The whole widescreen deals started because the studio's wanted to find a way to entice audiences back into the movie theater when television was taken off. That's the abridged version, there's plenty of other videos that cover the birth of widescreen.
You know how we throw the letter boxes on the footage, crop the top and the bottom to get that really nice widescreen look. While with the real anamorphic lens, you don't have to do that. In laymen terms, you get to see more stuff on either side of the image.
If you look at that front element, it looks kind of funny. Because it squeezes the image horizontally, allowing you to record a wider field of view under that sensor. Now your image is gonna look funny right out of the camera, because you're gonna have to de-squeeze it in post.
Anamorphic come in different squeezed factors, some are gonna compress your image horizontally by a factor of two. Meaning that you would see twice the amount of stuff on either side than you would with a normal lens.
That would be a 2x anamorphic. This lens compresses the image by a factor of 1.33X, which means you get about 30% more field of view on either side of the image.
When I shoot anamorphic on my GH4, which has a 16/9 sensor. I end up getting a 2.35:1 aspect ratio. It actually gives me 2.36444 something what we're just gonna say 2.35.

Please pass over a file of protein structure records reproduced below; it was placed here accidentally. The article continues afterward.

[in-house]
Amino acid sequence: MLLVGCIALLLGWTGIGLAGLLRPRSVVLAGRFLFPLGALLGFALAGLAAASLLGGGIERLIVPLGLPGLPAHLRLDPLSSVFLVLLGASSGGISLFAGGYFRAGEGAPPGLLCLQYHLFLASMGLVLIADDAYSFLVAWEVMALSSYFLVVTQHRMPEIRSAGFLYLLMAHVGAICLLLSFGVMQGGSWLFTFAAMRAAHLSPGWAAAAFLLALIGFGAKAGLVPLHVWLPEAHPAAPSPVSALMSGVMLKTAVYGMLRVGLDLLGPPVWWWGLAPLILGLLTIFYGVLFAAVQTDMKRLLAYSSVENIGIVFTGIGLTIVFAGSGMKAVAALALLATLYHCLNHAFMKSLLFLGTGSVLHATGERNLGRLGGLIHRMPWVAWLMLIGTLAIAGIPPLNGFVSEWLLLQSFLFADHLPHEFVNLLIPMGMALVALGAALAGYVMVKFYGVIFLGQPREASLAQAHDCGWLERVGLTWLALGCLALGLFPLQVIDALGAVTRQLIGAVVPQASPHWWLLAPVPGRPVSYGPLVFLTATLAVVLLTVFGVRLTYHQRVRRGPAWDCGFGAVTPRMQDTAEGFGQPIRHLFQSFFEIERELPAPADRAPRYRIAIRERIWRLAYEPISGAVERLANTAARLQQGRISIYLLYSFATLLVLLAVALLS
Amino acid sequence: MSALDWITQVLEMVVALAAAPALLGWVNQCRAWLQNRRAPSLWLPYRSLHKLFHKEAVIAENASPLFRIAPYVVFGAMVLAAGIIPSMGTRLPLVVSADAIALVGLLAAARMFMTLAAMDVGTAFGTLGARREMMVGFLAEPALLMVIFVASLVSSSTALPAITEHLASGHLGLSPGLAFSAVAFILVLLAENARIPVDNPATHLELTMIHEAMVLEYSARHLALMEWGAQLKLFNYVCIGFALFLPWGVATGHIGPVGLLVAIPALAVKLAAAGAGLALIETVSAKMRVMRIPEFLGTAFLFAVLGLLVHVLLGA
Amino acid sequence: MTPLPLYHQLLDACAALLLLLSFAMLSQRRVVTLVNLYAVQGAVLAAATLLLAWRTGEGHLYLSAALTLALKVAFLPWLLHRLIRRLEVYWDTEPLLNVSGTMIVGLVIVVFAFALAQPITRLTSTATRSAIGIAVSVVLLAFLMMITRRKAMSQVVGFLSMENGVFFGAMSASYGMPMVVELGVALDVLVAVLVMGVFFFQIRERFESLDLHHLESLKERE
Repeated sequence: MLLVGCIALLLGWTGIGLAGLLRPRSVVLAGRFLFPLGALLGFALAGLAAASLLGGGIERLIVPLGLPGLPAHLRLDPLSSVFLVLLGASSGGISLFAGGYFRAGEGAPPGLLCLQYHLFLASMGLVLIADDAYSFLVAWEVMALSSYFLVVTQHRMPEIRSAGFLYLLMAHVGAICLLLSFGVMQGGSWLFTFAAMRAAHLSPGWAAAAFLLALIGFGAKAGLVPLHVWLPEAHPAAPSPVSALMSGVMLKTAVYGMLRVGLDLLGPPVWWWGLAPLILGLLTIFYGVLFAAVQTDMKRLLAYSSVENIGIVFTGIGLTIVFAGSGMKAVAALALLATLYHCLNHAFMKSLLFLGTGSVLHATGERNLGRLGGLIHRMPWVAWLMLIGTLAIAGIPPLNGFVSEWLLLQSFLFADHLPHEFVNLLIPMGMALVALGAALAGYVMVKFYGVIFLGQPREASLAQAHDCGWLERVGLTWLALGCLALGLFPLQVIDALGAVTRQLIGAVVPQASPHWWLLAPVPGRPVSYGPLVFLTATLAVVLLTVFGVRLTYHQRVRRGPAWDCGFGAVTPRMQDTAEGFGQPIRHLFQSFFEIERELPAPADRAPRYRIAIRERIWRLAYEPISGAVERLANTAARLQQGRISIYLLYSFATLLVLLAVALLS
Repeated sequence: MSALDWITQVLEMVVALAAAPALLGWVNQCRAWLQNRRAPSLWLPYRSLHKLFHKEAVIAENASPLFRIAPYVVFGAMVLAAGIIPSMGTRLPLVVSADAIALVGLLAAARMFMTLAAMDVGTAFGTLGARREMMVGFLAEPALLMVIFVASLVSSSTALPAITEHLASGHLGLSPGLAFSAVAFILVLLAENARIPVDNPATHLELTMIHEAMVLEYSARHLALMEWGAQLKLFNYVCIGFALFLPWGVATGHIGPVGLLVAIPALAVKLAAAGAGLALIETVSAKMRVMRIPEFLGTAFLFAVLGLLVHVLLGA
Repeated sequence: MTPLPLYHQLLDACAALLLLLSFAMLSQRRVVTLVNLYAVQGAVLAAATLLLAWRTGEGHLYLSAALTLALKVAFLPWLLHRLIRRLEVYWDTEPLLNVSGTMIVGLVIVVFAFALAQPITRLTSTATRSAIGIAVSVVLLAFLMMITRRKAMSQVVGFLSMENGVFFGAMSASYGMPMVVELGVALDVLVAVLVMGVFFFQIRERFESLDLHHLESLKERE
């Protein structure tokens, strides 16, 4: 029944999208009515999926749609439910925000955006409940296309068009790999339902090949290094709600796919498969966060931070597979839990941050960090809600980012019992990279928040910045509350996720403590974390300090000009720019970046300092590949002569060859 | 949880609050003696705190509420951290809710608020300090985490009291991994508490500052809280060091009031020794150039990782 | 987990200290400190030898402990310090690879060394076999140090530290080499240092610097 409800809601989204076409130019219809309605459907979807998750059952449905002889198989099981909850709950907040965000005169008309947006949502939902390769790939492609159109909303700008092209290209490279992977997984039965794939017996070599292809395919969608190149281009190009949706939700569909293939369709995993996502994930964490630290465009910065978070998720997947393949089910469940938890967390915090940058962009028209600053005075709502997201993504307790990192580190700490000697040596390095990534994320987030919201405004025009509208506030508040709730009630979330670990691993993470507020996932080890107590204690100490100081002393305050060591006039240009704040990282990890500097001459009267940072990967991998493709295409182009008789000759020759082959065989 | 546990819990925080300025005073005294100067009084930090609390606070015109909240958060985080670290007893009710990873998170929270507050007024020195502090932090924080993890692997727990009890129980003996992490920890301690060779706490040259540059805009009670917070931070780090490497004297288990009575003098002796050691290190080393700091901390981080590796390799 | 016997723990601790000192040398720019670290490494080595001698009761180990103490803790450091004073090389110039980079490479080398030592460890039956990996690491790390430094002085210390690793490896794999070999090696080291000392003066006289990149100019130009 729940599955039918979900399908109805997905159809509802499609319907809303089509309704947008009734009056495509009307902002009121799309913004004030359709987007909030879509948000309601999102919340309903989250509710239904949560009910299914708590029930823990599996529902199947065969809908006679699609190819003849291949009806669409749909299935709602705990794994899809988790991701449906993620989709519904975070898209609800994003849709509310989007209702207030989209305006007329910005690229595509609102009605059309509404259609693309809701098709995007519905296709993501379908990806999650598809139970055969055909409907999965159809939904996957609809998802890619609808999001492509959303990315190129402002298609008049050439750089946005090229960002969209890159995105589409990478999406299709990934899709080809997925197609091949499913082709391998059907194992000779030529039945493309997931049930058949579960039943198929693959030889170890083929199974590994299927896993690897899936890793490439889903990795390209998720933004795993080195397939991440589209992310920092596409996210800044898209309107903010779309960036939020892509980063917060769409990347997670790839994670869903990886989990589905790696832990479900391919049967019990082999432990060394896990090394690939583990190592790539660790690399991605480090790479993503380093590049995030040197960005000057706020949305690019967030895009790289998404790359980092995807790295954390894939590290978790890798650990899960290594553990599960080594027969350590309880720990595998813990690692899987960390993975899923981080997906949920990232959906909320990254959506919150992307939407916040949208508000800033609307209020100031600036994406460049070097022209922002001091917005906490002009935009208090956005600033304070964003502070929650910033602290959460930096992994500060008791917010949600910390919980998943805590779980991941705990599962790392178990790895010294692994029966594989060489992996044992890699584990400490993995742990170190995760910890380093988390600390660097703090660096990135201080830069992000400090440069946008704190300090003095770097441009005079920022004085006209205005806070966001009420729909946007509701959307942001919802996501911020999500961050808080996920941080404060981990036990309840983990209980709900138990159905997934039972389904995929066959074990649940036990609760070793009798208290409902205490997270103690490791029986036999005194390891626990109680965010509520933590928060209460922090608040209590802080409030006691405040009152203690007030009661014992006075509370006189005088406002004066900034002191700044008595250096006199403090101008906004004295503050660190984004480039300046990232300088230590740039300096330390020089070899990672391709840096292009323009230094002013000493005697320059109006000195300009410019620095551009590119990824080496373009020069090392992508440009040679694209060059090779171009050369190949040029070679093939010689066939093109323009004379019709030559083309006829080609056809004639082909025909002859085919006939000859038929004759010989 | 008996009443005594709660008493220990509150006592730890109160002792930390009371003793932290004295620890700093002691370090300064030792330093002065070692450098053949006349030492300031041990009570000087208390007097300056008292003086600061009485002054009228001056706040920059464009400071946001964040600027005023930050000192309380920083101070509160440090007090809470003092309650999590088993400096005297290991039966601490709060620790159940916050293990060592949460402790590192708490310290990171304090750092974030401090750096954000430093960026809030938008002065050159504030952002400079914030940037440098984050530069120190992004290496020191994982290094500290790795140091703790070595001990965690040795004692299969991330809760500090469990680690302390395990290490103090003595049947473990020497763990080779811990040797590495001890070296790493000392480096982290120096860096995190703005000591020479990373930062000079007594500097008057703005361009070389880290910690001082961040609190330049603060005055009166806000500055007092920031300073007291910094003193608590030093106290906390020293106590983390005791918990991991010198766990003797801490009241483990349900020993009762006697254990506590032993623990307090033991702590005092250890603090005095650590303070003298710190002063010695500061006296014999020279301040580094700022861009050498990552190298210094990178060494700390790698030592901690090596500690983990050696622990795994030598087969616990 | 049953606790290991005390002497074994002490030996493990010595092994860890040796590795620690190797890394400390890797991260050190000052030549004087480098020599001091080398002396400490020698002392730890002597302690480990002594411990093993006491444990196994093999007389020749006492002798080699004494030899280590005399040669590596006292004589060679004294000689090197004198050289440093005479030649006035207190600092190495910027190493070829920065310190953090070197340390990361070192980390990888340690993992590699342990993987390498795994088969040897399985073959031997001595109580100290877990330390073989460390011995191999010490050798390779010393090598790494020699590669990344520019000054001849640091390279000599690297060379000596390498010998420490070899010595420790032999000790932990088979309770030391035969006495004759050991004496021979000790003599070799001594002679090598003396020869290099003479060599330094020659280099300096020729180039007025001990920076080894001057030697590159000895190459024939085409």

Something to keep in mind, you will need some way to de-squeeze the image while you're shooting. Because it's a little distracting to stare at a squished image when you're trying to pull focus. You're definitely gonna want to use a monitor or something with a de-squeeze function.
These lenses come in a few different mounts, I've got an X mount and E mount, I've got the Micro Four Thirds mount. Because GH4/G7.
The anamorphic look
Anamorphic has certain characteristics that create that iconic anamorphic look. It goes beyond just seeing more stuff.
With a traditional spherical lens the out-of-focus areas, have the typical round bouquet the lens renders the image fairly realistically.
With an anamorphic lens you get the distinct oval-shaped waterfall bouquet. This isn't the highlights, it's it's everything. Everything that's out of focus gets that stretched quality.
It gives your images a more impressionistic artful look, rather than the true-to-life realistic look that you'd get from a spherical lens. The stronger the squeeze factor on the lens, the more of that stretchy out-of-focus bouquet effect you get.
And then there's also the characteristic horizontal lens flare that stretches across the image